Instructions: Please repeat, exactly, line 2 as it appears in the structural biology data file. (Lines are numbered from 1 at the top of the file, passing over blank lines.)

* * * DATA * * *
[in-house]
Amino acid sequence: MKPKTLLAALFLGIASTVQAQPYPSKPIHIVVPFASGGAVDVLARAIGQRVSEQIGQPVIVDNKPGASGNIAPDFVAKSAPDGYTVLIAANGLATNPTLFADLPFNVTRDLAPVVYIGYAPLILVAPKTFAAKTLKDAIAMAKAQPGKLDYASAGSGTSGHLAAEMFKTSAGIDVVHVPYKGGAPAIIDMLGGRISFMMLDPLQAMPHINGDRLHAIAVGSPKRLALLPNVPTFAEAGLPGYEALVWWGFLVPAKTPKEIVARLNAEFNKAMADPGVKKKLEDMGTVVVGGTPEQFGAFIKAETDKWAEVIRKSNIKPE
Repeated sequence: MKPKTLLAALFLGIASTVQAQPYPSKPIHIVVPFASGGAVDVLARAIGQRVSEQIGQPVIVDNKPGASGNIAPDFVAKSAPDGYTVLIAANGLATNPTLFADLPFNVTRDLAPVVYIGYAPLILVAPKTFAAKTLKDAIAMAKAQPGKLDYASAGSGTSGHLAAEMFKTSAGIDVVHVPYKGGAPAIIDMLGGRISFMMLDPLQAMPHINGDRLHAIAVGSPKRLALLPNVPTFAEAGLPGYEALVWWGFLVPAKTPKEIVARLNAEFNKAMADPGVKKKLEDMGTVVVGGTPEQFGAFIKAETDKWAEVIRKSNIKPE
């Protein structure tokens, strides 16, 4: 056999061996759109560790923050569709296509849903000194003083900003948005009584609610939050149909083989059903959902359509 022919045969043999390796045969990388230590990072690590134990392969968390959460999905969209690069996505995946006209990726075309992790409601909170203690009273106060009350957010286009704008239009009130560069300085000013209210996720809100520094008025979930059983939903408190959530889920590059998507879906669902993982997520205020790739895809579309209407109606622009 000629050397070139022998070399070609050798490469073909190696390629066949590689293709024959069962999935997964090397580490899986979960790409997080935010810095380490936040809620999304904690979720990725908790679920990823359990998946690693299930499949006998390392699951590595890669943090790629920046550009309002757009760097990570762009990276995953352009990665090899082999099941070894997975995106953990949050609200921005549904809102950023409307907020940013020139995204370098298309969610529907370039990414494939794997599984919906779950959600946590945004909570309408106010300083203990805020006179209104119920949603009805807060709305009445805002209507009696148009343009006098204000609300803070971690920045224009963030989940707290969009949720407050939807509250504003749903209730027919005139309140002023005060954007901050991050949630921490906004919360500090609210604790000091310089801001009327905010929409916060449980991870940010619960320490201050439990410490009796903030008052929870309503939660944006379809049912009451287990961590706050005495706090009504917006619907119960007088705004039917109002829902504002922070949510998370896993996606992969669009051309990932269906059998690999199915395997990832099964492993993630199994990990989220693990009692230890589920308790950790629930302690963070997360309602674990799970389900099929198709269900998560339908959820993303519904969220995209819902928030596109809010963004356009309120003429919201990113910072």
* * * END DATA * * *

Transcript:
Amino acid sequence: MKPKTLLAALFLGIASTVQAQPYPSKPIHIVVPFASGGAVDVLARAIGQRVSEQIGQPVIVDNKPGASGNIAPDFVAKSAPDGYTVLIAANGLATNPTLFADLPFNVTRDLAPVVYIGYAPLILVAPKTFAAKTLKDAIAMAKAQPGKLDYASAGSGTSGHLAAEMFKTSAGIDVVHVPYKGGAPAIIDMLGGRISFMMLDPLQAMPHINGDRLHAIAVGSPKRLALLPNVPTFAEAGLPGYEALVWWGFLVPAKTPKEIVARLNAEFNKAMADPGVKKKLEDMGTVVVGGTPEQFGAFIKAETDKWAEVIRKSNIKPE